Take for instance the Medieval scholar Michael Ayguan (1340-1416), on Psalm 12:7 commented, “Keep them: that is, not as the passage is generally taken, Keep or guard Thy people, but Thou shalt keep, or make good thy words: and by doing so, shalt preserve him—him, the needy, him the poor—from this generation. Thou shalt keep Thy word, — “Cast thy burden upon the Lord, and He shall nourish thee; “Thy word, — “I will inform thee, and teach thee in the way wherein thou shalt go;” Thy word, — “Fear not, little flock; it is My Father’s good pleasure to give you the kingdom; and so, preserving him from this generation, shalt hereafter give him a portion with the happier generation, the assembly of the First-born which are written in heaven.” Neale, Commentary on the Psalms, 181. Moving from the 11th and 12th c into the 14th c. Ayguan, again, familiar with the controversy, argues that the antecedent of “them” are the “words.”
At this juncture, and risking the accusation of name dropping, I am indebted to Dr. Richard A. Muller, P. J. Zondervan Chair of Historical Theology at Calvin Theological Seminary in Grand Rapids, MI, now retired, for his comments regarding my initial essay on this passage submitted to him for a Ph.D. course toward my Th.M. On my original paper, Dr. Muller noted, “Here we do have the use of one option determined by the Hebrew – i.e., the v. 6 antecedent—but the choice of the antecedent is what limits the exegesis, and in fact excludes the broader interpretation of the ‘them’ as a reference to Israel and God’s people generally that is far more frequently (I think) the path of interpretation.”
Moving from the 14th c. to the 20th c. one of the most accomplished Church historians, especially on Post-Reformation Reformed Dogmatics, states that the Hebrew antecedent,” “words” excludes “them” as a reference to God’s people.
So in addition to the grammar, personal testimony of a renowned 11th c Hebrew scholar, we have added the 14th c testimony of Ayguan, and the recent erudite observation of Church historian Dr. Richard Muller.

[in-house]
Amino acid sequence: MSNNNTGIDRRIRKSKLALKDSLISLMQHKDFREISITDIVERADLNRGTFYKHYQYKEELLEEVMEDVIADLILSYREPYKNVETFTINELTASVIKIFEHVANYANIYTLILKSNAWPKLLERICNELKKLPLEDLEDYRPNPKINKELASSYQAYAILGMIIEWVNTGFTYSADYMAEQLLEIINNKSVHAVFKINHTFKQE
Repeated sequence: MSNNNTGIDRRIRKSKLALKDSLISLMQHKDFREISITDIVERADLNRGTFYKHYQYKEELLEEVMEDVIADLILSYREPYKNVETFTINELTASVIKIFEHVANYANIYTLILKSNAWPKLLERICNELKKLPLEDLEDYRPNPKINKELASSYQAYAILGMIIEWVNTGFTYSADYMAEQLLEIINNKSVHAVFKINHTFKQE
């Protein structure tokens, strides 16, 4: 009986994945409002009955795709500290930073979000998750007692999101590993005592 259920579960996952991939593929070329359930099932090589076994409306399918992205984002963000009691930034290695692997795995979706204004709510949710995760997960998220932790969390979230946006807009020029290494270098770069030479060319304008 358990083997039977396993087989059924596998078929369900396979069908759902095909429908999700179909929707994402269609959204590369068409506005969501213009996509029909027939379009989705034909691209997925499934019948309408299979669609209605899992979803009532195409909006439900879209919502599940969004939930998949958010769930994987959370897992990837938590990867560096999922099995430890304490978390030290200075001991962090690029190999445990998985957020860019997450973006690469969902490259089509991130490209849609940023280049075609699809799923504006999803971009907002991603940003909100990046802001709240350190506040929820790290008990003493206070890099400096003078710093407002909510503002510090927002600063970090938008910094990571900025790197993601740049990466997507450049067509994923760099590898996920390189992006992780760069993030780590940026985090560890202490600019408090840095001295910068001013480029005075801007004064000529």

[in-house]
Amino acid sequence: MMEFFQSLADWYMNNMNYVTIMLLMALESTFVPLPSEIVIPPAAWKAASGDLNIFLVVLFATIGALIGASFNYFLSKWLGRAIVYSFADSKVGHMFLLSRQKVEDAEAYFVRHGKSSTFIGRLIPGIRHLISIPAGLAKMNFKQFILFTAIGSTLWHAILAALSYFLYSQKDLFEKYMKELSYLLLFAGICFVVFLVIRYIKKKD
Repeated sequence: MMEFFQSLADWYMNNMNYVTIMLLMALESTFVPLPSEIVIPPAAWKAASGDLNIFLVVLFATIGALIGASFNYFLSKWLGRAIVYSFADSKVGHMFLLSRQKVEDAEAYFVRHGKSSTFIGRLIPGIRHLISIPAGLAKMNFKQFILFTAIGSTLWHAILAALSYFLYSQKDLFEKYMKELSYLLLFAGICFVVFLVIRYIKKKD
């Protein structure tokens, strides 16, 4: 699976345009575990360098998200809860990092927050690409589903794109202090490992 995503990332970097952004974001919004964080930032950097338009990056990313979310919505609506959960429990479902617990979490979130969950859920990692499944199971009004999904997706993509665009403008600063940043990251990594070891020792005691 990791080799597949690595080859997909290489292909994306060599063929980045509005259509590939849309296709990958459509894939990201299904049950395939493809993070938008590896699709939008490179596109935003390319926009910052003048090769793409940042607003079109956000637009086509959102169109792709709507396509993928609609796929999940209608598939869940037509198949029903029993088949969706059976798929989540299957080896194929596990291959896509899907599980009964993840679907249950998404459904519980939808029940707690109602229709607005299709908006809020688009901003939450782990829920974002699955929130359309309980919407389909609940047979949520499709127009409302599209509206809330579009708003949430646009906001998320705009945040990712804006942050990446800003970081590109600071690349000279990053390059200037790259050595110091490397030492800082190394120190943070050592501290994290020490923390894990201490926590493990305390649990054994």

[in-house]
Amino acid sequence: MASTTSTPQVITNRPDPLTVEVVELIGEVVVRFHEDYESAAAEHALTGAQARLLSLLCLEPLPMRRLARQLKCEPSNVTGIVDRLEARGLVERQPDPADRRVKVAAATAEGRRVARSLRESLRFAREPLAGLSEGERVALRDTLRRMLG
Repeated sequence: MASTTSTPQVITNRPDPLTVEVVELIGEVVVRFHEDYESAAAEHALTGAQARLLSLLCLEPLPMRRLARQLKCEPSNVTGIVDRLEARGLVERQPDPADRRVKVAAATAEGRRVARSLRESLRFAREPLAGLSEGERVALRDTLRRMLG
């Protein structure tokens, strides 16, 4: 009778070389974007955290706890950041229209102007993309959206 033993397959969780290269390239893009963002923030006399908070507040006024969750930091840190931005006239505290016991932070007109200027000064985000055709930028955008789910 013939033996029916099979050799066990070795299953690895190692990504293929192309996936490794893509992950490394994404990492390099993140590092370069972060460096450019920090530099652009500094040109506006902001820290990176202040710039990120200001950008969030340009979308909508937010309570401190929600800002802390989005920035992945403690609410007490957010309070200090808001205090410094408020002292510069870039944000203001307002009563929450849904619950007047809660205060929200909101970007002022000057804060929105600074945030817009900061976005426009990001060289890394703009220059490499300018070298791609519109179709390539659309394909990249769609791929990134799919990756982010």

Because at the core of this brief review was a polemic against the use of Psalm 12:7 as a passage that teaches providential preservation, a sometimes-volatile subject, for the sake of bridge-building additional information may be necessary to shore up any apologetic cracks that the debate may have created. Admitted, not everyone has access to Gesenius’ Grammar, University microfilm, books referring to 14th c scholars or Calvin Seminary’s Ph.D. courses, but everyone has heard of Martin Luther.
It is interesting what Luther has to say in his commentary on this passage. Still arguing for a divided rendering, Luther’s 1519 commentary on this passage contains not only his interpretation but also that of Jerome’s despite the Latin rendering, “keep us,” preserve us.” Luther’s commentary includes three possible interpretations of this passage: the words, the saints, and the ungodly. Beginning with the interpretation supported by Jerome’s Latin text (342-420), Luther’s translation agrees with the Hebrew, “them”: “And he prays God that his words (eloquia) may be guarded, after the manner of protection, that the ungodly might not pollute them. And instead of “thou shalt preserve us,” it is in the Hebrew “thou shall preserve them”; and it refers to the words of God, as Hieronymus (Jerome) translates it.” Noting that “them” is masculine, he includes the alternative reading in reference to the saints, “But it may also be referred to the saints, as it is in the masculine gender servabis eos.”
Even Luther, with Jerome, at this passage allows antecedent “words” to govern the pronoun “them.” I am inserting the following notation in support of Jerome’s 4th c. rendering: See Charles A. Briggs and Emilie Grace Briggs, A Critical and Exegetical Commentary on the Book of Psalms, International Critical Commentary (New York: C. Scribner’s Sons, 1906–1907), 99: אַתָּה] [Thou] emph.—תִּשְׁמְרֵם] [“shalt keep them”]…J, Aq., Θ [that is, the Latin Version of Jerome, the Greek Version of Aquila, and the Greek Version of Theodotian] agree with H [the Hebrew Masoretic text] and refer [the suffix] of the first [verb] [that is, “them”] to the divine words.
But Luther did also argue for “people” based on the gender, which is true, but please note that none of these scholars, like Dr. Ward, have forcefully argued that the antecedent of “them” cannot be the “words.” “Words” are just as valid as “people” in the exegetical tradition, and it is this nuanced understanding that Dr. Ward has missed and this post hopes to illuminate. A common familiarity with Luther, but unfamiliarity with Luther’s comment on this passage may be sensed as stretching Luther’s interpretation of Psalm 12:7 further than he would. To ameliorate such fears, the following hymn penned by Luther on Psalm 12 :7 is offered. Note the first line of the second stanza.